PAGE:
The Heart of The Covenant Foundation

Awards Program

2008 Covenant Award Recipient

Susan Werk

Susan Werk - 2008 Award Recipient

Susan Werk - 2008 Award Recipient

Susan Werk “In my final year at college, during my student teaching, I taught units on the Iroquois Indians to seventh-graders and Middle Eastern studies to ninth-graders. My supervisor at the school met with me after I finished my 12 weeks as a student teacher. His evaluation of my classroom skills went something like this: ‘When you teach the Iroquois Indians, your teaching is fine; however, when you teach the Middle East (the lesson he observed was on Israel) your passion can be felt.’ This remains true until today—my passion for the subject of Judaism and Israel has been woven into the fabric of my teaching.”

Susan Werk says her love of Jewish learning began early, in her family and synagogue life growing up in Spring Valley, New York. Her father, Joseph Werk, was a Holocaust survivor and a regular synagogue attendee, and he instilled in her the importance of pride in, responsibility to, and love of synagogue and faith. Her mother, Doris (z’l), embodied the third generation of American Jews, assimilated into this country’s society and accepting its values while continuing to embrace the Jewish tradition. Her mother, Susan says, had a natural spirituality, a strong personal relationship with God, but no knowledge of the Hebrew language or worship.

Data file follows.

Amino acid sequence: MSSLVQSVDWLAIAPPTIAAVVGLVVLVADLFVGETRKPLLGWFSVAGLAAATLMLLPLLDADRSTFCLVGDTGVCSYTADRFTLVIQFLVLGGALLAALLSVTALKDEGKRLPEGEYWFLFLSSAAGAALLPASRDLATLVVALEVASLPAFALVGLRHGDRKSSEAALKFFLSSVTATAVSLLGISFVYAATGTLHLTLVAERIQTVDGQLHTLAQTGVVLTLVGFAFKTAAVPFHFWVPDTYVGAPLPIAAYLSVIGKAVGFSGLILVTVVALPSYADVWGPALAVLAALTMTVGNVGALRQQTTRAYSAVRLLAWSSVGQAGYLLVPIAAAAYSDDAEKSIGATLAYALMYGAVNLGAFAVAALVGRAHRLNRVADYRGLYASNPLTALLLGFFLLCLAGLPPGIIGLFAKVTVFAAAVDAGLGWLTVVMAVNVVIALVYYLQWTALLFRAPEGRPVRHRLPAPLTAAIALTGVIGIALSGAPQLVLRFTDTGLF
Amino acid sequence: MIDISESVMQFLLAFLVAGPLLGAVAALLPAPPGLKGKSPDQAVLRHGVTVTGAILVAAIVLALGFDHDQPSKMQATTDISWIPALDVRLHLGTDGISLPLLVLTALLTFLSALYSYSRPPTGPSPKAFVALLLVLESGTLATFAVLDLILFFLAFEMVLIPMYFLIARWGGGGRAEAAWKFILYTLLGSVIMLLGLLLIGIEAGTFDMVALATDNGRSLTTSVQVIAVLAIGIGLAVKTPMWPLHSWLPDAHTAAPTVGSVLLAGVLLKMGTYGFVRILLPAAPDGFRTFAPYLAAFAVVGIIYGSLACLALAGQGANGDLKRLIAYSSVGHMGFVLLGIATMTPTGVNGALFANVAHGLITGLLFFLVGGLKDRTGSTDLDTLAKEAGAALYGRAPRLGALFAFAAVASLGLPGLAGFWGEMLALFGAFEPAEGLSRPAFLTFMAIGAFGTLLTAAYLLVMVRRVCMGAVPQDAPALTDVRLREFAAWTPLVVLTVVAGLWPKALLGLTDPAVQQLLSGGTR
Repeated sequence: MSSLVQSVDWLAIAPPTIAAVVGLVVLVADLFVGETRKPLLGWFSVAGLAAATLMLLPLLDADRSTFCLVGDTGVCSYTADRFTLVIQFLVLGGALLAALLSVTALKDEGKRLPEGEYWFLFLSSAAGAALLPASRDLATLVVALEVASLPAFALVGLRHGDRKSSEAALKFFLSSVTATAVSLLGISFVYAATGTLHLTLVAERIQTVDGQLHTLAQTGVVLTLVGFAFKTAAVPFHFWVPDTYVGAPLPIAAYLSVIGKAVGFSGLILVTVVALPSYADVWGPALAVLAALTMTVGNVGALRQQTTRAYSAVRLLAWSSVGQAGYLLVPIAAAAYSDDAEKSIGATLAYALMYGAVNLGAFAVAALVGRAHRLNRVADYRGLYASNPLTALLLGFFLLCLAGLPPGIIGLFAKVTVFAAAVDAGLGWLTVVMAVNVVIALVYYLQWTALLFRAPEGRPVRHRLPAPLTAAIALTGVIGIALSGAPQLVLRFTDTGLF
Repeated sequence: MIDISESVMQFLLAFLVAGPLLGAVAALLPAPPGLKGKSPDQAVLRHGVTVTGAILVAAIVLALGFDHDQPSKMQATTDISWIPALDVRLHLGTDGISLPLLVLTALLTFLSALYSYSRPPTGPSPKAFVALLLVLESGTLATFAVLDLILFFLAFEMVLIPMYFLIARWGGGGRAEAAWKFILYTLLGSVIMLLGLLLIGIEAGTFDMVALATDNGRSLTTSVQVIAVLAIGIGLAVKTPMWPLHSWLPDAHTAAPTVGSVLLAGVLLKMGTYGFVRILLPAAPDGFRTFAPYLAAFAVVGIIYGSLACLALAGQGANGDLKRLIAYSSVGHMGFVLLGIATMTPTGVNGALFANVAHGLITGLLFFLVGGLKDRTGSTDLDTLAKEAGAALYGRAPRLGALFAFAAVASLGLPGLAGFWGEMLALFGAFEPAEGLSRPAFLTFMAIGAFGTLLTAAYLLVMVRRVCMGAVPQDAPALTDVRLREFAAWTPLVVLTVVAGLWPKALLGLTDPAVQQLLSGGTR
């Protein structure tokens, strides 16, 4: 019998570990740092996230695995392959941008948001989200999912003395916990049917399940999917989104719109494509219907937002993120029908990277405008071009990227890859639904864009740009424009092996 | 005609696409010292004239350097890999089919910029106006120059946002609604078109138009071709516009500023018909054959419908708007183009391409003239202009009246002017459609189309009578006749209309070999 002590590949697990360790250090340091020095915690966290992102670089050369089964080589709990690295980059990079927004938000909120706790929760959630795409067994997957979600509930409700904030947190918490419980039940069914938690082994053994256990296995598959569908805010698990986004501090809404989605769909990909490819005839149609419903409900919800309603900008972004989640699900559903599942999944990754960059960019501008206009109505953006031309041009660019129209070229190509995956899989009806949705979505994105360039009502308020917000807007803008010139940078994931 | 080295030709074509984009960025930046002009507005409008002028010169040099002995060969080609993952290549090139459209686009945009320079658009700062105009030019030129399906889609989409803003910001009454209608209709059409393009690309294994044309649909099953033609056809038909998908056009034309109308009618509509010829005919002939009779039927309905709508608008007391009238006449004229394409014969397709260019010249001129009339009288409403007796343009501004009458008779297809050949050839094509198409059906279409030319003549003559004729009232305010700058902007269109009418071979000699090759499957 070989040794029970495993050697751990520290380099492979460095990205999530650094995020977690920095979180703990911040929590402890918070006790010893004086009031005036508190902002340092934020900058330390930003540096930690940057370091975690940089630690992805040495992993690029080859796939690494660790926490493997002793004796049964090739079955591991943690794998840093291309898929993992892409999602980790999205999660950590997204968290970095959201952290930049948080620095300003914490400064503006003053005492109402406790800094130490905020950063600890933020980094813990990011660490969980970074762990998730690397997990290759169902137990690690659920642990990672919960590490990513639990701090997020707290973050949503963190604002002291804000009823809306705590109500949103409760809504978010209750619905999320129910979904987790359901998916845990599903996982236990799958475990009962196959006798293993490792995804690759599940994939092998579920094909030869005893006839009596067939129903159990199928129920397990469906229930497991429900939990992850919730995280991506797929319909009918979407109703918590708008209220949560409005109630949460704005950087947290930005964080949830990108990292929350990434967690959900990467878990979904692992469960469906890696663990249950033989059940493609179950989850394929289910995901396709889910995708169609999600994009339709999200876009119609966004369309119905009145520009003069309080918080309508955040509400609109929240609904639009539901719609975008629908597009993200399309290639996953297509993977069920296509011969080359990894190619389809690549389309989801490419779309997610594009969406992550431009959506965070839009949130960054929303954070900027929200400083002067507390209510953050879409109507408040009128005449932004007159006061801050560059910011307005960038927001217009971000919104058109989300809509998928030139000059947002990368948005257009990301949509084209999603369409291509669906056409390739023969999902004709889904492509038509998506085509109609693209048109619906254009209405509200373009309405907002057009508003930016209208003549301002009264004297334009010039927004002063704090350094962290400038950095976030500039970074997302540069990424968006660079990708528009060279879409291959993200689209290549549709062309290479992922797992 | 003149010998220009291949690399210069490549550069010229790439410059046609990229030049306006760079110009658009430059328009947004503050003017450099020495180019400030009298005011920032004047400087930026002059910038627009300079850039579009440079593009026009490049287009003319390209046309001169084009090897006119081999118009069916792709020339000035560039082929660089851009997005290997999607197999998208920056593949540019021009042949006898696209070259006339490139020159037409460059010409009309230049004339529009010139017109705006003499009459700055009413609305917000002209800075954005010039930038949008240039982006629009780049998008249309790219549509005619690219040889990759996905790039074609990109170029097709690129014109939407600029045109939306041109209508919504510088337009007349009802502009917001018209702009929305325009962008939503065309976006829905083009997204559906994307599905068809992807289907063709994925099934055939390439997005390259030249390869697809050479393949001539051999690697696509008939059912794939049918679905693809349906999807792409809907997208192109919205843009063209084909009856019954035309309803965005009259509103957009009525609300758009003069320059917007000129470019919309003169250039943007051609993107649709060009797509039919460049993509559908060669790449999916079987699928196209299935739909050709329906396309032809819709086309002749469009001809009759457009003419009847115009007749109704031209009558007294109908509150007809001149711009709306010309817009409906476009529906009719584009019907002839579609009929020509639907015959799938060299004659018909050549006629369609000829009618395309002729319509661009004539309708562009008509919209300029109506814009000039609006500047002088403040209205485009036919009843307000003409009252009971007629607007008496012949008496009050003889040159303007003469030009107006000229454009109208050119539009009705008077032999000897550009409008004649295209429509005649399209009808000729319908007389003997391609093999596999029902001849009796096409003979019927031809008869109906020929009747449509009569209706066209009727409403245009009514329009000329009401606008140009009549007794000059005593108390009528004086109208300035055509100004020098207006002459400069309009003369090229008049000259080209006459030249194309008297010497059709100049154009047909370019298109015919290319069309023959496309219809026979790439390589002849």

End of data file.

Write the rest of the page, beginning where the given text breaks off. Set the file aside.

Lighting candles on Friday night meant not a recitation of the blessing but an open personal prayer verbalizing her gratitude and hopes. Susan sees her parents as embodying a strong and wonderful hybrid: a nonjudgmental approach to one’s relationship to God and a commitment to the well-being of the Jewish community.

Grounded by a family where Judaism was valued and valuable, it was at her synagogue school that Susan truly fell in love with Jewish education. Susan had the good fortune to have a truly incredible synagogue education director, Rabbi Phil Fields. For three years, she learned from and adored this master educator, who showed her how the melding of formal and informal Jewish education could be as natural as the blending of the European and American backgrounds in her home life. Afternoon Hebrew school and the synagogue became her second home, a place of discovery and wonder.

In 1990, Susan received her Master’s degree in Jewish Education from the Jewish Theological Seminary. While there, she also served as Division Head at Camp Ramah in the Berkshires, with which she maintains an important professional relationship. Her most treasured teacher during those years was Dr. Miriam Klein Shapiro (z’l), who impressed upon Susan the awesome responsibility we assume as educators. Teaching, Susan came to realize, is a sacred task, filled with generational ties to our past, present, and future.

Almost immediately after receiving her degree, Susan took on that task as Educational Director of Congregation Agudath Israel in Caldwell, New Jersey. She has been there ever since, creating formal and informal educational programming for congregants at all levels. She has held national leadership positions in the Jewish Education Association (JEA), the Conservative Movement Jewish Educational Assembly, and CAJE.